The town of Constanta, situated on the Black Sea coast, having 300 thousand population, is the main port and tourist resort of Romania. The city has an interesting history, dating back to Greek settlement. In antiquity, it was called Tomis.
The city was founded by Greek settlers in the 6th century BCE and was given the name Tomis, possibly in honour of Queen Tomyris. The founding of the city is also associated with the legend of the Argonauts who were to found a settlement here before they sailed across the Black Sea in search of the golden fleece. The city was founded in a convenient place from the point of view of security – on a peninsula that cuts into the sea and is surrounded on three sides by water. In both Greek and Roman times, it was an important port on the Black Sea. Until 29 BCE the entire region south of the Danube, and the city with it, was conquered by the Romans and from that time until the 8th century CE its fate was inseparable from the history of the Roman Empire, and later Byzantium as part of the province Moesia Inferior.
In 8 CE the Roman poet Ovid was sentenced by Augustus to exile to the fringes of the empire at that time – to the city of Tomis. To this day, the reasons for such a decision have not been clarified with certainty, as the imperial edict did not specify the reasons for issuing it, however, historians speculate that the reason for the exile of the poet was the scandalous nature of his works, which did not gain approval in the manner known for its conservative attitude towards moral issues. Augustus. Interestingly, the edict did not contain provisions on the loss of liberty or confiscation of property, but only provided for house arrest in the form of a ban on leaving the place of residence. Ovid tried several times to revoke or at least soften the edict in both Augustus and Tiberius, but with negative results. Today, the main square of Constanta is called Ovid Square, and in its central point, just in front of the impressive 19th-century Town Hall, a monument was erected in honour of the poet, which, according to urban legend, was to be erected above the poet’s burial place.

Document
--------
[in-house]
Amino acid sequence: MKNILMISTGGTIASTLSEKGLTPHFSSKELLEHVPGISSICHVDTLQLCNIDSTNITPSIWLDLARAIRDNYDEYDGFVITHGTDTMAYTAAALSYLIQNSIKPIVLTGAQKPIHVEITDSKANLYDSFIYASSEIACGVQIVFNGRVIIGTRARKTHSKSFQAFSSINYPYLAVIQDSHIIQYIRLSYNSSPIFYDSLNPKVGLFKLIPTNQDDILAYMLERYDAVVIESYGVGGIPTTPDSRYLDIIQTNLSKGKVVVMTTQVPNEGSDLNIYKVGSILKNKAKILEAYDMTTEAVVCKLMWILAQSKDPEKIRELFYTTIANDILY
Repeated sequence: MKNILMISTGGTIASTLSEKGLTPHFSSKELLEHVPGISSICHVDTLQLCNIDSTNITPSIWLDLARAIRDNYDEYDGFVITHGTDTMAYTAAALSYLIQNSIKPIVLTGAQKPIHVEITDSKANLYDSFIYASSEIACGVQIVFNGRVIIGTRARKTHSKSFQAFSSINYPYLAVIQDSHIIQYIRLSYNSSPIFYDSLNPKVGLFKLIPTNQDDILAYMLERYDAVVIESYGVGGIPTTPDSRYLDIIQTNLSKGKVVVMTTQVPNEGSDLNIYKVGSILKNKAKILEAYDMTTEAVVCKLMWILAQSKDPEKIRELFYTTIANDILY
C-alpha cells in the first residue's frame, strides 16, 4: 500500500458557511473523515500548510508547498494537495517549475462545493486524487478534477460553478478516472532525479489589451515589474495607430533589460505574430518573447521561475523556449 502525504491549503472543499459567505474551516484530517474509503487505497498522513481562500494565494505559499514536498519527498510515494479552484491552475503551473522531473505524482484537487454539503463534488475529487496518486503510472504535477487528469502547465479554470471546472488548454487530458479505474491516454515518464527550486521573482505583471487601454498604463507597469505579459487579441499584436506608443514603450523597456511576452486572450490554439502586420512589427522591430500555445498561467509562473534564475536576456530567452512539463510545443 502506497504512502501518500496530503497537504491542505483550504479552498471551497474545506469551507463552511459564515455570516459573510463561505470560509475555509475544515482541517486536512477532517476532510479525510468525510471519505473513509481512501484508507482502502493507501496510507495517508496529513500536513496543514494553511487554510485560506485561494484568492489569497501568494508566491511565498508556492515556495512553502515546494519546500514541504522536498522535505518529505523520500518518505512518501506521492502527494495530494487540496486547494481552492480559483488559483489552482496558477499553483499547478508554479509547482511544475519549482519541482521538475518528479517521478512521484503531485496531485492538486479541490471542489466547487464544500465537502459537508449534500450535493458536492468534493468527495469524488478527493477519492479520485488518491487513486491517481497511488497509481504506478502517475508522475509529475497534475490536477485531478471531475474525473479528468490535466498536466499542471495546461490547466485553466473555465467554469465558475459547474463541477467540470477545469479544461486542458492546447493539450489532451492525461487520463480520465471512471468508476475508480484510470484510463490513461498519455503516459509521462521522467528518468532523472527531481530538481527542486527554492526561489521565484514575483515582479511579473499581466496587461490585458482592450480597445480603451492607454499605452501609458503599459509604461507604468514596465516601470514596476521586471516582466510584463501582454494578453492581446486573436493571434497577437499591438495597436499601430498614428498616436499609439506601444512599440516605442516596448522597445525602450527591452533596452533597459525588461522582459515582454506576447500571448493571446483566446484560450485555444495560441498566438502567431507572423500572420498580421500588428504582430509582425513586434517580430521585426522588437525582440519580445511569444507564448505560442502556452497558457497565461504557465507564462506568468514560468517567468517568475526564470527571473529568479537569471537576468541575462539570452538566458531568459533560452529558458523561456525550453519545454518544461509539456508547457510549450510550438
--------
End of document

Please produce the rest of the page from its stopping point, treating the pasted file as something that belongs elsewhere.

Mosaic in Constanta
The most famous Roman monument preserved in the city is the famous mosaic of Constanta, discovered in the 1960s. The mosaic probably dates back to the 4th century CE. It covers an area of approx. 850 m2 and is located in the ruins of a former secular basilica, located between the centre of the ancient city and the port. The basilica was built for commercial purposes – it housed shops and craft workshops. The upper terrace of the basilica, overlooking the sea, had a mosaic floor surrounded on three sides by polychrome marble walls. The mosaic consists of two separate parts: the surrounding frame and the space that embraces itself, and the floral and geometric mosaic. The mosaic is made of stones of various colours: white, red, black, green, yellow – it gives the impression of a bright carpet, decorated with geometric and floral motifs. In the complex below the basilica, ruins of ancient Roman-era houses have also been discovered. There are also exposed fragments of the walls of ancient Tomis in the city. marvellous Roman exhibits, including a collection of vases, coins and craft tools, are housed in the Archaeological Museum, in the former Town Hall building.
Fall of Tomis and birth of Constanta
In 395, Tomis finally became part of the Eastern Roman Empire, and in VI and VII it began to decline due to attacks from the northern peoples. In the winter of 597/598, the city was probably destroyed by the Avars. The further decline of the city deepened after the Byzantines withdrew and the city was occupied by the Bulgarians. Throughout the 9th century, there is no mention of a settlement at the site of the former Tomis in the sources. In 950, Byzantine sources first mention the settlement of Constanta on the site of the former city of Tomis, named after the sister of Emperor Constantine the Great, Flavia Julia Constanta (293 – approx. 330). The city bears the name of this until today.